21 February 2014
The UK Council for Health Informatics Professions, (UKCHIP), BCS, The Chartered Institute for IT, and the Institute of Health Records and Information Management (IHRIM), the leading organisations representing the health informatics professions across the United Kingdom, are concerned jointly about the implementation of the Care.Data project in England and the perceptions about the project currently being raised in the media amongst the population.
We are delighted that the process of consultation has now been extended, but strongly recommend that the consultation achieves comprehensive coverage to enable comprehensive understanding by the public.
We recommend that the consultation should address whether:
On the original timetable, it was debatable whether a full understanding and acceptance of the project aims and benefits could be achieved. There are serious gaps in awareness which are being filled by rumour and it would be very unfortunate if the undoubted benefits of sensitive data-sharing were put at risk by rushed and inefficient communications.
We support fully the Royal College of General Practitioners in their call for a renewed national push to ensure that patients and GPs are fully informed, in clear terms, about the benefits of the scheme and what their rights are, including the right to opt-out1.
The extended consultation needs widespread coverage to obtain an extensive understanding of the reasons for the current concerns, in order to inform a full public information and assurance programme for the population affected by the Care.Data project, including those disadvantaged because of sensory impairment or mental illness, prison populations, those in care and those without digital access.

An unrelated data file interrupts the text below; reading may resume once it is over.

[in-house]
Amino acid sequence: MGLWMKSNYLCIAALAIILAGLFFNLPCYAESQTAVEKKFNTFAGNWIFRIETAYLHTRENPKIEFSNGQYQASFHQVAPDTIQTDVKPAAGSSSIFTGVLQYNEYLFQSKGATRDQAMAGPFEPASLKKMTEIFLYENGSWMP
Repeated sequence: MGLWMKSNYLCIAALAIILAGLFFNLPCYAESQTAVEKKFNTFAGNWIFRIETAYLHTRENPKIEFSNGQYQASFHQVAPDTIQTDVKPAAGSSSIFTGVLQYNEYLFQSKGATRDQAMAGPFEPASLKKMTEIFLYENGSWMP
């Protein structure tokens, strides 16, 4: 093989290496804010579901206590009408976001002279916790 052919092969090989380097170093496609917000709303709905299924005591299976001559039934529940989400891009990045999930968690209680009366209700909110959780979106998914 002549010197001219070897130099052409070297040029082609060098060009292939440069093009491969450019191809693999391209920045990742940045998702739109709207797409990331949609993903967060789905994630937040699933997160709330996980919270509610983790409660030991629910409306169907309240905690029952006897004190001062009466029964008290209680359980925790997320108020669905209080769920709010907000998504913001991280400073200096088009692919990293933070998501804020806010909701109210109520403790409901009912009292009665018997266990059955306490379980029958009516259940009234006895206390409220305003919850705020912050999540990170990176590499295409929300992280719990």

We further recommend jointly that the launch of Care.Data is delayed until this process is completed
The implementation of the Care.Data project will be complex, particularly when there appear to be conflicting interests and perceived anomalies surrounding information use. For example there are potentially competing imperatives to use data for research and service commissioning but at the same time to ensure data are used ethically and legally by protecting confidentiality, meeting the legal requirements of the Health and Social Care Act 2012 (HSCA); and complying with the Data Protection Act 1998 (DPA).
The DPA refers specifically to fair processing of data, which requires transparency - being clear and open with individuals about how their information will be used, whilst the HSCA ruled that personal identifiable data could be extracted from GP records without patients being properly informed about specific data uses. The Secretary of State later advised that patients would have the right to opt out and NHS England has said it is committed to ensuring that members of the public are aware of the benefits of the Care.Data initiative and their rights to opt-out.
The implementation of Care.Data will rely heavily on persons and organisations engaged in the practice of health and social care informatics, whose duty it is to work according to professional standards and an ethical code of conduct, and above all to ensure the safety of patients, clients and the public. Individuals who are registered with UKCHIP or who are members of BCS or of IHRIM, will have already confirmed their professionalism, knowledge and competence and will be best placed to support the eventual roll-out of the Care.Data project.